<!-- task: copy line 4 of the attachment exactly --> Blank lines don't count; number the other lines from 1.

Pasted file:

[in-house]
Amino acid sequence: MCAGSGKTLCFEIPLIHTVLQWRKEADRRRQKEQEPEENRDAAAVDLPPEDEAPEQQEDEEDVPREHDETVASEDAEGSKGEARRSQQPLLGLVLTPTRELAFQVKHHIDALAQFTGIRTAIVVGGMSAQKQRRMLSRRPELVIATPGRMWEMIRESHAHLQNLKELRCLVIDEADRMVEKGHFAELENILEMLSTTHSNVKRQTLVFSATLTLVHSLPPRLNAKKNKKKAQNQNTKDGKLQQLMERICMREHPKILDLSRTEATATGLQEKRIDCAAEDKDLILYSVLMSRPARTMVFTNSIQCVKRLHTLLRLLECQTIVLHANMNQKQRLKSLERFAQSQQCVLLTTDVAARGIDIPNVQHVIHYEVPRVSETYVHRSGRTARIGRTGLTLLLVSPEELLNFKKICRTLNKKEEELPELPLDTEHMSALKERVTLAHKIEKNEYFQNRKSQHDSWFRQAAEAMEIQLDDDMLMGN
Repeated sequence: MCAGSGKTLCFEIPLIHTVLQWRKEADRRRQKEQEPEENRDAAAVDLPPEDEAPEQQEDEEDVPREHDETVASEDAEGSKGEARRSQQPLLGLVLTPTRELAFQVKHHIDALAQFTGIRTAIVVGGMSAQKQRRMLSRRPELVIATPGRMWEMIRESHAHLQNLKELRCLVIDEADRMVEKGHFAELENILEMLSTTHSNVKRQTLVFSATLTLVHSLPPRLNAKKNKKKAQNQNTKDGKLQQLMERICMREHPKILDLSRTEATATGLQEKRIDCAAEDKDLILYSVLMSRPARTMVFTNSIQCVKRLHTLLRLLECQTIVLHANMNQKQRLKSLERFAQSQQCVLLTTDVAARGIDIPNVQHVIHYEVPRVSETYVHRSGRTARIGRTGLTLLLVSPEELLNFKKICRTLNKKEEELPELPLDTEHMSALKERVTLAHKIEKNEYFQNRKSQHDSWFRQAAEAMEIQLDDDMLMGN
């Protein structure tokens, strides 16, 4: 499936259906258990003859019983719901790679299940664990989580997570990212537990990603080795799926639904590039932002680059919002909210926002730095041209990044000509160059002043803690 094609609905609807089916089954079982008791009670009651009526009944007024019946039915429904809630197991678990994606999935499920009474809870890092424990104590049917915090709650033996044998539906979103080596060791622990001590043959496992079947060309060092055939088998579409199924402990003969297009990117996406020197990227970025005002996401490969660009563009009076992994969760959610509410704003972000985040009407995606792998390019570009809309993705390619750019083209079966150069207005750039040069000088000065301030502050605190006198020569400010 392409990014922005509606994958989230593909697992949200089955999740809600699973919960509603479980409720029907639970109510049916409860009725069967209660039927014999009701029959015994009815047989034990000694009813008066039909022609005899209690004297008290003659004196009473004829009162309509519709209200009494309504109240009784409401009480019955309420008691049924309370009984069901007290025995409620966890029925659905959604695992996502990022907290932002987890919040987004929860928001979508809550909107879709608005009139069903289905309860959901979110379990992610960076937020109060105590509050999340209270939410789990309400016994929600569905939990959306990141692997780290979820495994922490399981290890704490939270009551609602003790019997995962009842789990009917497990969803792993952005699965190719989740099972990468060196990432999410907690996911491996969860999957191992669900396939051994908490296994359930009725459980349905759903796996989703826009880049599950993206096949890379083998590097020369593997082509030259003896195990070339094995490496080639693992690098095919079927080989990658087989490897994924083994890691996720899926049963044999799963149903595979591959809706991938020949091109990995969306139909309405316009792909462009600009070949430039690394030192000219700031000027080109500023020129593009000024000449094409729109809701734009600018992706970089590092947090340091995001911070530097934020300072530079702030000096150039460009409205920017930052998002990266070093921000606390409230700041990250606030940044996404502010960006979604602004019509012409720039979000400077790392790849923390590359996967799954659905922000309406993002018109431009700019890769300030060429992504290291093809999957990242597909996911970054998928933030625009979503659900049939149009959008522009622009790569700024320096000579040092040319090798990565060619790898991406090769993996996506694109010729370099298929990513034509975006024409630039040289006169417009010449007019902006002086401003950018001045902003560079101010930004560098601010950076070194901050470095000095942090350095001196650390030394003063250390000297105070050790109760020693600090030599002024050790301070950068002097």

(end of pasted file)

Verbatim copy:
């Protein structure tokens, strides 16, 4: 499936259906258990003859019983719901790679299940664990989580997570990212537990990603080795799926639904590039932002680059919002909210926002730095041209990044000509160059002043803690 094609609905609807089916089954079982008791009670009651009526009944007024019946039915429904809630197991678990994606999935499920009474809870890092424990104590049917915090709650033996044998539906979103080596060791622990001590043959496992079947060309060092055939088998579409199924402990003969297009990117996406020197990227970025005002996401490969660009563009009076992994969760959610509410704003972000985040009407995606792998390019570009809309993705390619750019083209079966150069207005750039040069000088000065301030502050605190006198020569400010 392409990014922005509606994958989230593909697992949200089955999740809600699973919960509603479980409720029907639970109510049916409860009725069967209660039927014999009701029959015994009815047989034990000694009813008066039909022609005899209690004297008290003659004196009473004829009162309509519709209200009494309504109240009784409401009480019955309420008691049924309370009984069901007290025995409620966890029925659905959604695992996502990022907290932002987890919040987004929860928001979508809550909107879709608005009139069903289905309860959901979110379990992610960076937020109060105590509050999340209270939410789990309400016994929600569905939990959306990141692997780290979820495994922490399981290890704490939270009551609602003790019997995962009842789990009917497990969803792993952005699965190719989740099972990468060196990432999410907690996911491996969860999957191992669900396939051994908490296994359930009725459980349905759903796996989703826009880049599950993206096949890379083998590097020369593997082509030259003896195990070339094995490496080639693992690098095919079927080989990658087989490897994924083994890691996720899926049963044999799963149903595979591959809706991938020949091109990995969306139909309405316009792909462009600009070949430039690394030192000219700031000027080109500023020129593009000024000449094409729109809701734009600018992706970089590092947090340091995001911070530097934020300072530079702030000096150039460009409205920017930052998002990266070093921000606390409230700041990250606030940044996404502010960006979604602004019509012409720039979000400077790392790849923390590359996967799954659905922000309406993002018109431009700019890769300030060429992504290291093809999957990242597909996911970054998928933030625009979503659900049939149009959008522009622009790569700024320096000579040092040319090798990565060619790898991406090769993996996506694109010729370099298929990513034509975006024409630039040289006169417009010449007019902006002086401003950018001045902003560079101010930004560098601010950076070194901050470095000095942090350095001196650390030394003063250390000297105070050790109760020693600090030599002024050790301070950068002097």